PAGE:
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Earlier this year at CES, we unveiled an industry milestone: the IBM Q System One, the world’s first integrated universal approximate quantum computing system for commercial use. It takes this potentially industry-changing technology out of the traditional laboratory setting and into the cloud data center. It is both the most technically advanced and highest performing quantum system we at IBM Research have ever built.
As we progress in the era of quantum computing, system performance will be key in achieving “Quantum Advantage” — when we can definitively demonstrate, in certain use cases, a significant performance advantage over today’s classical computers. By “significant,” we mean that a quantum computation is either hundreds or thousands of times faster than a classical computation, or needs a smaller fraction of the memory required by a classical computer, or makes something possible that simply isn’t possible now with a classical computer.
We have benchmarked IBM Q System One in detail and now are pleased to report some performance numbers in the context of our IBM Q Network systems “Tokyo” and “Poughkeepsie” and the publicly-available IBM Q Experience system “Tenerife.”
The performance of a particular quantum computer can be characterized on two levels: metrics associated with the underlying qubits in the chip—what we call the “quantum device”—and overall full-system performance.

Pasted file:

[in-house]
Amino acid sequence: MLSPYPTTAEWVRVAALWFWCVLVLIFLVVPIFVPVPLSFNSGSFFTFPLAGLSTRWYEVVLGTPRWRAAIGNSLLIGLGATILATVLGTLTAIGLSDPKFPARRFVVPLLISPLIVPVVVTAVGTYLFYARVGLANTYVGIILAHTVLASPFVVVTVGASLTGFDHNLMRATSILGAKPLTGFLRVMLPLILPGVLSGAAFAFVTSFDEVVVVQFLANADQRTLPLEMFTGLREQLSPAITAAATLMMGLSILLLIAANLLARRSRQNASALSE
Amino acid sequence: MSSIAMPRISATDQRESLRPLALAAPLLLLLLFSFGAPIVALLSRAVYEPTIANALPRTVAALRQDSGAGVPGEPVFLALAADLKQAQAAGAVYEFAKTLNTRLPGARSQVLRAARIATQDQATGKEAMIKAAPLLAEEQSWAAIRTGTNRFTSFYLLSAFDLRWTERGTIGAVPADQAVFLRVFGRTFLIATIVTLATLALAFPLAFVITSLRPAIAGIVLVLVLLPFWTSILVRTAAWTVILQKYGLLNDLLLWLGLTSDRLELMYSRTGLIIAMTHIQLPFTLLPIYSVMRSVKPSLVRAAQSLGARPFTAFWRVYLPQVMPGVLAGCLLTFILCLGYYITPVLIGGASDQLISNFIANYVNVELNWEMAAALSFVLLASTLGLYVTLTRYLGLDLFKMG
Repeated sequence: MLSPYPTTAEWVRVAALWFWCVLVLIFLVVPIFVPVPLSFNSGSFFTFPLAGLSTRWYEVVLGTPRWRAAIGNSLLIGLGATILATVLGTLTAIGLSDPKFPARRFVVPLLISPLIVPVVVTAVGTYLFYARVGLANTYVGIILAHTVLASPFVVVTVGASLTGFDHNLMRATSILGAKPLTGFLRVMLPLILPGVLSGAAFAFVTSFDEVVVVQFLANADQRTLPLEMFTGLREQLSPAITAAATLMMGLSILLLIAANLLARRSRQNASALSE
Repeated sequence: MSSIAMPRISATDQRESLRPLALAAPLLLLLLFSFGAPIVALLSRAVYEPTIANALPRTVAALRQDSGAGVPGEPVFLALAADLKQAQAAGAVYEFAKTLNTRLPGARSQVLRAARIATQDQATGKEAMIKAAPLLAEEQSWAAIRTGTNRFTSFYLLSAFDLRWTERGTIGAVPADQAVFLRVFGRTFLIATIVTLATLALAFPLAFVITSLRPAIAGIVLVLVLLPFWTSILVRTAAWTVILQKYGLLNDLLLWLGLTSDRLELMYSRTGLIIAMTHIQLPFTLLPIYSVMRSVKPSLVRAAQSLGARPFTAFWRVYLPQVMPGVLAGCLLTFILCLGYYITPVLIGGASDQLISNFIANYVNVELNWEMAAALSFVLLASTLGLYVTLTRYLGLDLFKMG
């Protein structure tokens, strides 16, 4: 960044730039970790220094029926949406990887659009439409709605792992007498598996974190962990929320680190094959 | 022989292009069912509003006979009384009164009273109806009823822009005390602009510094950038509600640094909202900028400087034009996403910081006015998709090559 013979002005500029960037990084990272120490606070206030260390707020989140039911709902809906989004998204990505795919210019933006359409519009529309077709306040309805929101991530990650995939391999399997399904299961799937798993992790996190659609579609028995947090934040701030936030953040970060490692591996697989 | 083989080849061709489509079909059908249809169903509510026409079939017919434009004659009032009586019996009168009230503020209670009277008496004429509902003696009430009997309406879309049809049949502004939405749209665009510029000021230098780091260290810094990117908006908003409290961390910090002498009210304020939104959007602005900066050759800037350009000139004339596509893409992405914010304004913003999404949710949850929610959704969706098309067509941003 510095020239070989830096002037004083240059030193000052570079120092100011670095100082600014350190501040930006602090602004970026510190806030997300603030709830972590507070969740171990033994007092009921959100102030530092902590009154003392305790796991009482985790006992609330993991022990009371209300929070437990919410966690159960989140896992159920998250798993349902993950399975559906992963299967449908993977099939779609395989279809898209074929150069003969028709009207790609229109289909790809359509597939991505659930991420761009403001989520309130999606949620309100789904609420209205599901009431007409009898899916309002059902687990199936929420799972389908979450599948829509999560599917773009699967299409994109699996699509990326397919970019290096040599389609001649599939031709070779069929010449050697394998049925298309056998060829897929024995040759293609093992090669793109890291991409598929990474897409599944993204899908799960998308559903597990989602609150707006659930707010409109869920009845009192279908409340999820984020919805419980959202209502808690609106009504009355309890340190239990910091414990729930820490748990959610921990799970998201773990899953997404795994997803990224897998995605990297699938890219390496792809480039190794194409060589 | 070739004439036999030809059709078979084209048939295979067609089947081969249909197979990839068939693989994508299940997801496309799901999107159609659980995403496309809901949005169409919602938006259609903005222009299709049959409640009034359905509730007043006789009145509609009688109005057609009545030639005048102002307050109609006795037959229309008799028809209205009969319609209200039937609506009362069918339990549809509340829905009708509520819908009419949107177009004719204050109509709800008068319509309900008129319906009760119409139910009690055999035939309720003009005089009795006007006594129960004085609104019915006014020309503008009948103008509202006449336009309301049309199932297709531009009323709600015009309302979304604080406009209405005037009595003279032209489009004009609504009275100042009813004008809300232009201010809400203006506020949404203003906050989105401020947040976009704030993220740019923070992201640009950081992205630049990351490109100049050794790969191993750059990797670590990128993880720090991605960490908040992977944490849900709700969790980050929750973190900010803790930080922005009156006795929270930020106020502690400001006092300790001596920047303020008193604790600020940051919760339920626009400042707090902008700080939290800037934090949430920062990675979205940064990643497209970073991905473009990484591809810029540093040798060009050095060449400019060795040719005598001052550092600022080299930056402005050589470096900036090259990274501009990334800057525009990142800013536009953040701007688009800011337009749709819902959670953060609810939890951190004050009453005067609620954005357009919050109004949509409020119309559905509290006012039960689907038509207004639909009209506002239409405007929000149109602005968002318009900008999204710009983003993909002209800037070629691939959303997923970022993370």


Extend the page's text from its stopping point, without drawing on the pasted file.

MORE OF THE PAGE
This table compares fundamental metrics of the quantum devices in four recent IBM Q systems:
(IBM Q Experience)
(IBM Q Network)
(IBM Q Network)
(In preparation for the IBM Q Network)
|Relaxation (T1) in microseconds
|Dephasing (T2) in microseconds
|Two-qubit (CNOT) error rates x10-2
|Single-qubit error rates x10-3
IBM Q System One’s performance is reflected in some of the best/lowest error rates we have ever measured. The average two qubit gate error is less than two percent, and the best gate has less than one percent error rate.
Our devices are close to being fundamentally limited by coherence times, which for IBM Q System One averages 73μs.
The mean two-qubit error rate is within a factor of two (x1.68) of the coherence limit, the theoretical limit set by the qubit T1 and T2 (74μs and 69μs on average for IBM Q System One). This indicates that the errors induced by our controls are quite small, and we are achieving close to the best possible qubit fidelities on this device.
To move beyond simple measurements, we developed Quantum Volume, a full-system performance metric that accounts for gate and measurement errors as well as device cross talk and connectivity, and circuit software compiler efficiency.
To achieve Quantum Advantage in the 2020s, we need to at least double Quantum Volume every year.
The Quantum Volume of our five-qubit device, Tenerife, which was first made available through the IBM Q Experience quantum cloud service in 2017, is 4. Current IBM Q 20-qubit premium devices have a Quantum Volume of 8. Our latest results on the IBM Q System One indicate its performance is just over the threshold for 16. The IBM Q team has been able to double Quantum Volume annually since 2017.
This establishes a roadmap for quantum systems that double in power year over year, as measured by Quantum Volume.
Interestingly, you can compare the graph above with the one in Gordon Moore’s “Cramming more components onto integrated circuits,” Electronics, Volume 38, Number 8, April 19, 1965 (below):